Video Update: Pandemic Investing Via Sector ETFs

Today’s topic concerns a powerful investing tool that can turbocharge your retirement planning. It’s called tactical asset allocation (for a concise explanation, play my video below).

Rather than try to pinpoint individual companies in industries you think will pop when the coronavirus pandemic ends, exchange-traded funds (ETFs) are a potent means to that end.


During coronavirus-induced volatility, it’s increasingly important to pick your spots. Case in point: Goldman Sachs (NYSE: GS) on Monday sent a note to investors, warning that the U.S. recovery will run into a brick wall because of surging COVID-19 cases. The investment bank advised investors to start selling pricey stocks.

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That’s when tactical asset allocation comes in handy. The goal of a tactical asset allocation strategy is to seize on fast-moving trends or to take advantage of any short-term view of the markets. This strategy is a nimble way to capitalize on rapid changes generated by the coronavirus pandemic.

Tactical asset allocation doesn’t involve day trading. It’s temporarily changing your mix of investments predicated on trends that you expect to unfold over the next three months to a year.

Once you’ve decided which industry to target, ETFs are a great way to accomplish your goal. You could, of course, buy individual stocks or bonds in the sector of the market that you think will perform well over the short term. To be sure, the team at Investing Daily firmly believes in active stock picking. But ETFs should be a part of your investment mix.

Simpler, safer, cheaper…

The drawback to betting on a sector via an individual stock is a lack of diversification. If you buy just one stock in the sector you expect to outperform, you shoulder the risk of being correct about the sector but unlucky with that specific stock. If you decide to seek diversification by selecting a basket of individual company stocks, commission costs can quickly escalate.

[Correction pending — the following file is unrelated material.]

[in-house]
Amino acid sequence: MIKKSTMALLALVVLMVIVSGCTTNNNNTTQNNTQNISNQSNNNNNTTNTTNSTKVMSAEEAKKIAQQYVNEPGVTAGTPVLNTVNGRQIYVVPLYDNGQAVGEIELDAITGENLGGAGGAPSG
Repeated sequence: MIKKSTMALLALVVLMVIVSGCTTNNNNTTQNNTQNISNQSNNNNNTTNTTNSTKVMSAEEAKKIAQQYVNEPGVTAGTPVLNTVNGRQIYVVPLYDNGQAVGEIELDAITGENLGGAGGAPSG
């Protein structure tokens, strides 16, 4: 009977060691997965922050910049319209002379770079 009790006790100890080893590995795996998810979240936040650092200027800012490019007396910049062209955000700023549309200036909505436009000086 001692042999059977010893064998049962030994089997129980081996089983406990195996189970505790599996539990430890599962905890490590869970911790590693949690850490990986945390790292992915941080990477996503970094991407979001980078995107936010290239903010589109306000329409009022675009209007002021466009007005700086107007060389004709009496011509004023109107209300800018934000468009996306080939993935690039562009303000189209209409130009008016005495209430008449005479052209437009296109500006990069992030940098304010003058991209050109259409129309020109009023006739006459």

Using an ETF can be a simpler, safer and cheaper way to spread that risk out among several different companies. Mutual funds can accomplish tactical asset allocation, but your choices are more limited and you’ll incur higher management fees. If you have an investment goal, chances are good that an ETF exists that matches that idea.

Individual investors who want to profit from market trends but don’t envision themselves as stock-picking wizards can opt instead for an ETF. A major advantage of an ETF, compared to an index fund, is its stock-like features. Because ETFs trade on the market, you can execute with an ETF the same types of trades that you can with a stock (unlike an index fund). For example, you can sell short or impose a stop-loss order. In this sense, it’s less passive than an index fund.

ETFs first burst upon the scene in 1993 and they’ve become wildly popular. For starters, consider Select Sector SPDRs, which are targeted ETFs that divide the S&P 500 into 11 sector index funds (see the following infographic).

SPDR funds (pronounced “spider”) are a family of ETFs traded in the U.S., Europe, and Asia-Pacific and managed by State Street Global Advisors. SPDR means Standard and Poor’s Depository Receipt. But of course, SPDRs aren’t your only choices. There are now more than 2,000 ETFs tracking just about any asset imaginable.

Whichever ETF you choose, make sure its investment approach mirrors your tactical view. Read the ETF description and mission statement; look at the prospectus and examine the top 10 holdings. The ETF’s portfolio holdings should correspond with what you expect to happen in the market. Scrutinize the expense ratio.

For passive ETFs, the typical ratio is about 0.2%. That’s lower than the average expense ratio for actively managed mutual funds, which hovers between 0.5% and 1.0% and typically goes no higher than 2.5%, although some fund ratios have gone higher. Don’t overlook liquidity, either.

Several new ETFs come to market each month, and it can take time for them to create market awareness and build up enough volume to be reliably tradable. If you buy an ETF that lacks sufficient liquidity, your overall costs could be higher than you anticipate due to bid-ask spreads, or in the worst-case scenario, you might not be able to sell your shares when you want.

Do you have a well-reasoned expectation of what will happen next in the markets? Just as you can buy or sell stocks at any time during the trading day when the market is open, you can also buy or sell ETFs in exactly the same manner. Consequently, you can pursue your investment theme, and tactically change the asset structure of your portfolio, with the press of a button.

Three sectors appropriate for this strategy under current market conditions are utilities, health care and consumer staples. These three sectors provide essential services that people need regardless of economic ups and downs. This overbought stock market will soon collide with coronavirus realities, which makes these three defensive sectors smart bets now.

John Persinos is the editorial director of Investing Daily. You can reach him at: